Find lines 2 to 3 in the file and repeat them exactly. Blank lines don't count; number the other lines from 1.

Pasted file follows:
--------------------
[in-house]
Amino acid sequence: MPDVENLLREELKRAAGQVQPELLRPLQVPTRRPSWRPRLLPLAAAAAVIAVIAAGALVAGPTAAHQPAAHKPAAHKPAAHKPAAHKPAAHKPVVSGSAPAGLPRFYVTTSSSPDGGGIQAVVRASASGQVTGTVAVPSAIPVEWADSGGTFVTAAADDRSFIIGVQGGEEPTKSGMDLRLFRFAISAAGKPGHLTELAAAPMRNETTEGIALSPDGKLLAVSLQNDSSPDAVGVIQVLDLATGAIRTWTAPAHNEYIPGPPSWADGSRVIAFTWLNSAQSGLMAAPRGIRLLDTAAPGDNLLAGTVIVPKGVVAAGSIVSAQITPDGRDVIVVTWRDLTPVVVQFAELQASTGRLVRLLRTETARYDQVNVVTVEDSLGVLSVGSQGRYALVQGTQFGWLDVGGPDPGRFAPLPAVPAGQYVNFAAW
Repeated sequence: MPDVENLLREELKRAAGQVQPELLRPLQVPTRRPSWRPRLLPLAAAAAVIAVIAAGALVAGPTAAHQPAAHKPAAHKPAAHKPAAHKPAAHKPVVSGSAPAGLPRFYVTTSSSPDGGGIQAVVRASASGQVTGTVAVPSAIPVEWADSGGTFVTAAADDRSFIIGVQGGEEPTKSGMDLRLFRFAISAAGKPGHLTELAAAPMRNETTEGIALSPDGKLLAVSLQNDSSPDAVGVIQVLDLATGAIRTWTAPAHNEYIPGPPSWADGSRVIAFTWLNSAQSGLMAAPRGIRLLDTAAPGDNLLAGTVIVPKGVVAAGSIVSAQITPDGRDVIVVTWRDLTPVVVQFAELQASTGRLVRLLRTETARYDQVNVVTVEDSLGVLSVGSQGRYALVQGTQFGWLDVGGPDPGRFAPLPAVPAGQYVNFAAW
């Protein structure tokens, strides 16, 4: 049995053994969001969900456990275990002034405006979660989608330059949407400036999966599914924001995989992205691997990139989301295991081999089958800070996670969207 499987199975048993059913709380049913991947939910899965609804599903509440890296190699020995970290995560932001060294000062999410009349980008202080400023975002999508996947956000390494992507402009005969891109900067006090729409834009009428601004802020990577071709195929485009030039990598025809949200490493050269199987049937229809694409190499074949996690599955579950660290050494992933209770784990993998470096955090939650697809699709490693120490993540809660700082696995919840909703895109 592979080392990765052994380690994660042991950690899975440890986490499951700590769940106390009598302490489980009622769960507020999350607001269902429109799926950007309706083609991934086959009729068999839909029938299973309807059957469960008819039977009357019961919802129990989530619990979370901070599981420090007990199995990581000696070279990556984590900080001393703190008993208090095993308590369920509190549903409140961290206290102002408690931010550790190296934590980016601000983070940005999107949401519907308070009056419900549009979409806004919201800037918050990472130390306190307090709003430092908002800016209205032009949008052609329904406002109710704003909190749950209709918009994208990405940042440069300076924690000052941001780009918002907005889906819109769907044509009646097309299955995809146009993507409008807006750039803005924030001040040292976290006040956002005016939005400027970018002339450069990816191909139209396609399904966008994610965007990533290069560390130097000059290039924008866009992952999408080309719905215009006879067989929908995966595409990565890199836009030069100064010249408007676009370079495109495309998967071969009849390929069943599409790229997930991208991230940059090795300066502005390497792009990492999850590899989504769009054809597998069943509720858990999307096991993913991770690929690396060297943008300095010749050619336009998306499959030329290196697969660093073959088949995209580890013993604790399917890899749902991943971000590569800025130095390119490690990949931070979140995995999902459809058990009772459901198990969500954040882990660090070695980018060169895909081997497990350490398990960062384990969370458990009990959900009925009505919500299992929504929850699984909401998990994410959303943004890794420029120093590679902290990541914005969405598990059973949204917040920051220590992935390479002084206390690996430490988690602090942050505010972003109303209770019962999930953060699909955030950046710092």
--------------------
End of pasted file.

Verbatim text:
Amino acid sequence: MPDVENLLREELKRAAGQVQPELLRPLQVPTRRPSWRPRLLPLAAAAAVIAVIAAGALVAGPTAAHQPAAHKPAAHKPAAHKPAAHKPAAHKPVVSGSAPAGLPRFYVTTSSSPDGGGIQAVVRASASGQVTGTVAVPSAIPVEWADSGGTFVTAAADDRSFIIGVQGGEEPTKSGMDLRLFRFAISAAGKPGHLTELAAAPMRNETTEGIALSPDGKLLAVSLQNDSSPDAVGVIQVLDLATGAIRTWTAPAHNEYIPGPPSWADGSRVIAFTWLNSAQSGLMAAPRGIRLLDTAAPGDNLLAGTVIVPKGVVAAGSIVSAQITPDGRDVIVVTWRDLTPVVVQFAELQASTGRLVRLLRTETARYDQVNVVTVEDSLGVLSVGSQGRYALVQGTQFGWLDVGGPDPGRFAPLPAVPAGQYVNFAAW
Repeated sequence: MPDVENLLREELKRAAGQVQPELLRPLQVPTRRPSWRPRLLPLAAAAAVIAVIAAGALVAGPTAAHQPAAHKPAAHKPAAHKPAAHKPAAHKPVVSGSAPAGLPRFYVTTSSSPDGGGIQAVVRASASGQVTGTVAVPSAIPVEWADSGGTFVTAAADDRSFIIGVQGGEEPTKSGMDLRLFRFAISAAGKPGHLTELAAAPMRNETTEGIALSPDGKLLAVSLQNDSSPDAVGVIQVLDLATGAIRTWTAPAHNEYIPGPPSWADGSRVIAFTWLNSAQSGLMAAPRGIRLLDTAAPGDNLLAGTVIVPKGVVAAGSIVSAQITPDGRDVIVVTWRDLTPVVVQFAELQASTGRLVRLLRTETARYDQVNVVTVEDSLGVLSVGSQGRYALVQGTQFGWLDVGGPDPGRFAPLPAVPAGQYVNFAAW